It's a little like Christine O'Donnell (remember her? a conservative candidate with no credentials) who famously said, "I am not a witch."  Well, I am not a monster and neither is Charlie or any other person who takes the time to educate themselves about Seattle schools and then stands up to ask questions or challenge policy at a Board meeting.  That is usually called democracy but in today's new world, you're a monster.

Again, I hear this in the words of Rep. Reuven Carlyle at his own blog.  He is trying to make a unifying point about the special session and the war of words.   He says:

Anonymous blog post commenters joyously attack the values, integrity and ethics of those in public office—the dreaded ‘politician’—but most citizens hopefully acknowledge on some private level that we are real people living real lives who so appreciate the opportunity to serve our communities

Now, I know he is talking about other blogs but he does bring up a point in our new media world - the ability for anyone and everyone to voice their opinion, reach thousands (if not hundreds of thousands) of people and do it anonymously.  No wonder elected officials feel it from all sides.

But I would at least give credit to those who sign their own names and get up in public and voice their  opinion.

But Rep. Carlyle goes on:

To hold a budget vote hostage for a policy bill that otherwise would not have a majority of 147 elected legislators may be standard operating procedure in the world of politics, but such moves ferment cynicism among the people we represent. 

He's right.  That breeding of cynicism makes their work harder.   But people do mirror those they elect and what are our elected officials doing at the Legislature?

So where is the sweet spot?  What does good advocacy or activism look like? 

Surely it cannot be missed that there are those using power and money to influence the course of public education.  It's daunting to consider your own options as one person. 

Do you become a member of "Moderate Voice of Parents" which was referred to by some speakers during public testimony a few Board meetings back?  (They show no signs of being a real group so I have no idea if they even exist as a group.) 

Charlie and I have tried that, years ago.   It didn't work.  Because real change is about real work and not just talk.  It's about recognizing flaws and not looking past them.  It's about recognizing bureaucratic culture patterns and not looking past them. 

But we live in a city where the powers-that-be-people want to move on and not hold anyone accountable.  Seattle Schools has not been well-managed for easily a decade and has made terrible mistakes that NO one in business would put up with in their own company.  It is an enduring mystery why so many would ignore or turn away from so many mistakes.  But they do and we don't and therein we find a divide about what you can and can't discuss without being marginalized.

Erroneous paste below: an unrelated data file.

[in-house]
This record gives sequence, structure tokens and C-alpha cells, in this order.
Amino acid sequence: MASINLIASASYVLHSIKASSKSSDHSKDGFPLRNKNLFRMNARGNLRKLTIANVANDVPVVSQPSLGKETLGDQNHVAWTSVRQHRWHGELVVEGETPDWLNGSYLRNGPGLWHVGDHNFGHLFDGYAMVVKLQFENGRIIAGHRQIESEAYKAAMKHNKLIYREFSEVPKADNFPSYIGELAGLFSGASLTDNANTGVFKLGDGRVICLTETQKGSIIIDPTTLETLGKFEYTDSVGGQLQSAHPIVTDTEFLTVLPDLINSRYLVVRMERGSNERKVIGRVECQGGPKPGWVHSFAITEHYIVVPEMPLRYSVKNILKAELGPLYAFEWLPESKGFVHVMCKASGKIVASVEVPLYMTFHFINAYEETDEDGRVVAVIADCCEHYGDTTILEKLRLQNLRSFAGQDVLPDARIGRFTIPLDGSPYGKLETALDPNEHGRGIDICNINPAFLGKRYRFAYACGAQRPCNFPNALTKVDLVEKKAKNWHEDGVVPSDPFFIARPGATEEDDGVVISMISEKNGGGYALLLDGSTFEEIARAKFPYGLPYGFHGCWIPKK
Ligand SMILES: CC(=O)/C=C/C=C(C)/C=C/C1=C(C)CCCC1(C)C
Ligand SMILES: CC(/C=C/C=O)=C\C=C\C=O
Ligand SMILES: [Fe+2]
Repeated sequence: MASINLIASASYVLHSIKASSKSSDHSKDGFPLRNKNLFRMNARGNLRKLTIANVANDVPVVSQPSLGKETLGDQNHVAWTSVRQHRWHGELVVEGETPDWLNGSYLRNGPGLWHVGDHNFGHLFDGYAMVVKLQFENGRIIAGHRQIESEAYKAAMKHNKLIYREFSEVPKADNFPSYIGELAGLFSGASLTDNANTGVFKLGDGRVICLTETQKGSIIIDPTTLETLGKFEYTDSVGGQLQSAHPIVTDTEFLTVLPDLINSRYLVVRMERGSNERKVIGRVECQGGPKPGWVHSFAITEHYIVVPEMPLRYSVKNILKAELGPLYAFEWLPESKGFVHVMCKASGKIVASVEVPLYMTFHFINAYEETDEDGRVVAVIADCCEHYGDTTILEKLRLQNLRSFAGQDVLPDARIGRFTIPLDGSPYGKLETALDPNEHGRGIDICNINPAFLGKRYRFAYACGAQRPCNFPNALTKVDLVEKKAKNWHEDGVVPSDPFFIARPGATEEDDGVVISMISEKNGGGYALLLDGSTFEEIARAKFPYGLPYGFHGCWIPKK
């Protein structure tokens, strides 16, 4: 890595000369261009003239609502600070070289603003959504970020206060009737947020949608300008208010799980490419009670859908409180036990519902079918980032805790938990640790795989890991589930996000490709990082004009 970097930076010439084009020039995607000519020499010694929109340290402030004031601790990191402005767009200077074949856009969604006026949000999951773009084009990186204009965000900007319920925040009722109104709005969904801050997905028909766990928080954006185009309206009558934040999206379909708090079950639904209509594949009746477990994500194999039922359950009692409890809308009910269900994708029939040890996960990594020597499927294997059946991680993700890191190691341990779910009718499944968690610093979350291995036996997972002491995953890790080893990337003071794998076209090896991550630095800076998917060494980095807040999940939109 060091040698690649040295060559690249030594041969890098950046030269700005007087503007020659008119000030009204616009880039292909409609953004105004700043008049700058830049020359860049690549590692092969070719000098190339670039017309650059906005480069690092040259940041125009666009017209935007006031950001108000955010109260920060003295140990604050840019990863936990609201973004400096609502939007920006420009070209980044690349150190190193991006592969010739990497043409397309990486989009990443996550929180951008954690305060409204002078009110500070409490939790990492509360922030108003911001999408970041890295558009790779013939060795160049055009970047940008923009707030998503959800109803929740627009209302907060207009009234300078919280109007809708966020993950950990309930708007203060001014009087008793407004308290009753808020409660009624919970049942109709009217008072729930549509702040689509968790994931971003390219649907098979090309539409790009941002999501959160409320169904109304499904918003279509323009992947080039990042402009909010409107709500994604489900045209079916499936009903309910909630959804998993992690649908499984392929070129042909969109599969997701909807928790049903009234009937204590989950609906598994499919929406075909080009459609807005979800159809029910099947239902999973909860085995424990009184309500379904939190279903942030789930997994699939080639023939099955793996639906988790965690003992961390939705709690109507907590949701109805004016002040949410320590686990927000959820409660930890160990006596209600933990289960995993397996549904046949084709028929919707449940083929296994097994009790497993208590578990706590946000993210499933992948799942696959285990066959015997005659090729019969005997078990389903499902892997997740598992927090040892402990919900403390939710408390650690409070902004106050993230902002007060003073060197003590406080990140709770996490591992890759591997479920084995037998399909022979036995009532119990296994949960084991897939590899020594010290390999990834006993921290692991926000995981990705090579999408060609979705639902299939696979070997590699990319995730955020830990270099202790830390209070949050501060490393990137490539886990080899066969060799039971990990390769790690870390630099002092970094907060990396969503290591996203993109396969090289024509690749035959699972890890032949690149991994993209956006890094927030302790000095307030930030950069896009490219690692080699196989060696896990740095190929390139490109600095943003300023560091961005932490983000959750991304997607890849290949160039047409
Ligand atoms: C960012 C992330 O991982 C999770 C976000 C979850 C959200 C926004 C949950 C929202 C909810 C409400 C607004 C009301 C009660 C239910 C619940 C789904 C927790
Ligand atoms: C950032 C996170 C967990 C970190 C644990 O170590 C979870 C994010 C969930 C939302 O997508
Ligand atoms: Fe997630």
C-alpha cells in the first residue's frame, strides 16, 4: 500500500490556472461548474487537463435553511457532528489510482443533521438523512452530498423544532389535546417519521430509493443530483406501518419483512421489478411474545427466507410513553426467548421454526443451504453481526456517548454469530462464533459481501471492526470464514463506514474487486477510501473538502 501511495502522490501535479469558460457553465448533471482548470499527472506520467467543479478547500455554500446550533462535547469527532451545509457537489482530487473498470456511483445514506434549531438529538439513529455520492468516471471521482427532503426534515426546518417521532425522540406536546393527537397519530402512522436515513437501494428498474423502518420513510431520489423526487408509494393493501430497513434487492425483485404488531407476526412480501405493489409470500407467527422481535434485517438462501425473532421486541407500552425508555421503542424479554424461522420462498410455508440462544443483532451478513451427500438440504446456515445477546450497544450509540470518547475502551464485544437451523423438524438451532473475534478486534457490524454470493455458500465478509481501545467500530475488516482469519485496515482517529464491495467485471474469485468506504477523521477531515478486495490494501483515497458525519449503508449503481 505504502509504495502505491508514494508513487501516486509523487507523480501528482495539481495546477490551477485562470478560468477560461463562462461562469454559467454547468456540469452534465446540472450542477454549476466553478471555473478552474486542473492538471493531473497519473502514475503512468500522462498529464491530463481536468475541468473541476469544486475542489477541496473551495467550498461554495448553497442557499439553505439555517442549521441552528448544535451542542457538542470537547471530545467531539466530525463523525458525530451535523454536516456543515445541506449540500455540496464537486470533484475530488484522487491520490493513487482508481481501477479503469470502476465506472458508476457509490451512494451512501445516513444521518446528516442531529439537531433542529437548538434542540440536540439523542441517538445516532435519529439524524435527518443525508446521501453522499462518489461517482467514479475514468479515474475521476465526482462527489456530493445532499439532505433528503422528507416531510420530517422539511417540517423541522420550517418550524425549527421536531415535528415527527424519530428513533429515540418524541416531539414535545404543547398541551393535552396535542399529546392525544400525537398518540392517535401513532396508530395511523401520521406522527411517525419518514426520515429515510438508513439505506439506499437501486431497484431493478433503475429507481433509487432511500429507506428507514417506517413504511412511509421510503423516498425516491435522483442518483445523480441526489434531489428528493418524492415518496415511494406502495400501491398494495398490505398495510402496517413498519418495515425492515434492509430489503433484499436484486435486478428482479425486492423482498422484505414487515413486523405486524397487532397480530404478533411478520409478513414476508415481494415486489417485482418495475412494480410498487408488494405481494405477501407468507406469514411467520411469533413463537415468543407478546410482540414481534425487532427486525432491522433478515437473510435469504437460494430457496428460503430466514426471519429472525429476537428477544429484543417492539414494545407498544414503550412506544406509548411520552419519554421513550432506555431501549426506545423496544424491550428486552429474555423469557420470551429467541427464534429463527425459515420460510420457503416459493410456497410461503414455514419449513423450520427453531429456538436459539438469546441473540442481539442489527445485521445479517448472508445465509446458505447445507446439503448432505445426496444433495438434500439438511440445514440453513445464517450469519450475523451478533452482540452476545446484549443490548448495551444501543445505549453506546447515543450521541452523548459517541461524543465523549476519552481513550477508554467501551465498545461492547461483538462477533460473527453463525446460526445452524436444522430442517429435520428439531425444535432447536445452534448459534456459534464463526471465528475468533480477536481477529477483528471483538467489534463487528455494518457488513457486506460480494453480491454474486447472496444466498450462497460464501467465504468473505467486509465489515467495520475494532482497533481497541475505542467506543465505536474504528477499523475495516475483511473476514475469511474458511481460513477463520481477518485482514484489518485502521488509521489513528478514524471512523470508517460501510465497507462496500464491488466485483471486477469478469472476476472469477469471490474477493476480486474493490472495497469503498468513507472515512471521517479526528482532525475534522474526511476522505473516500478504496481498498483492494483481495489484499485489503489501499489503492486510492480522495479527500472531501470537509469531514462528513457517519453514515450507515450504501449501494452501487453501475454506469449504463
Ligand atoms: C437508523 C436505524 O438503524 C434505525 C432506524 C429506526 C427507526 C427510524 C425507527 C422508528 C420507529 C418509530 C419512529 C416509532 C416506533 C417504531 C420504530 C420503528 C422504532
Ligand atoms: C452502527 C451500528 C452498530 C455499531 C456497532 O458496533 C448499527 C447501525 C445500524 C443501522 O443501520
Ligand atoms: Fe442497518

I know that rationally if our blog wasn't sparking discussion, no one would be writing about "those bloggers."  I know that we are annoying people who want to control the narrative, those who want to be the invisible hand that shapes the district and those who don't like dirty laundry exposed. 

That is the beauty of the Internet - it's an open-air market of theatrics and discussion and debate.  That there are slings and arrows to be borne, I accept that because backing off and allowing others to control the discussion is not an option anymore. 


Sahila said…
the only question you ever have to ask, is who benefits from pushing a particular agenda, point of view, policy, action?

the only thing you ever have to observe is someone's actions - do they match their words...

and the final test is to see who people hang out/associate with...

in other words - connect the dots, follow the money....

when you figure that out, all the rest falls into place...

and there are always those who are not transparent about their real intentions/motivations/agendas and they get really pissy when they're caught out...
Anonymous said…
I actually think it can be simpler than that even, although that can of course be true. But you can see the same dynamic on a smaller scale in your individual school-- perhaps your PTA or faculty or maybe your office. People don't like change. It is threatening. If you raise your hand and say hey, why do we do it this way? Can we change it? Many times it freaks people out for a lot of different reasons. There has been all of this really interesting research on habits and how the brain ingrains them and how group cultural habits form. It can be hard to change them, and feels threatening. So sometimes you just get called out as crazy, or the trouble maker. Because it IS trouble making to ask everyone to change up their individual and group habits and ways of acting and interacting and thinking. What you may be suggesting might be reasonable, but changing a way of behaving or a habit can actually feel pretty monsterous... (although watch your language dude! if you can't take the heat and all that)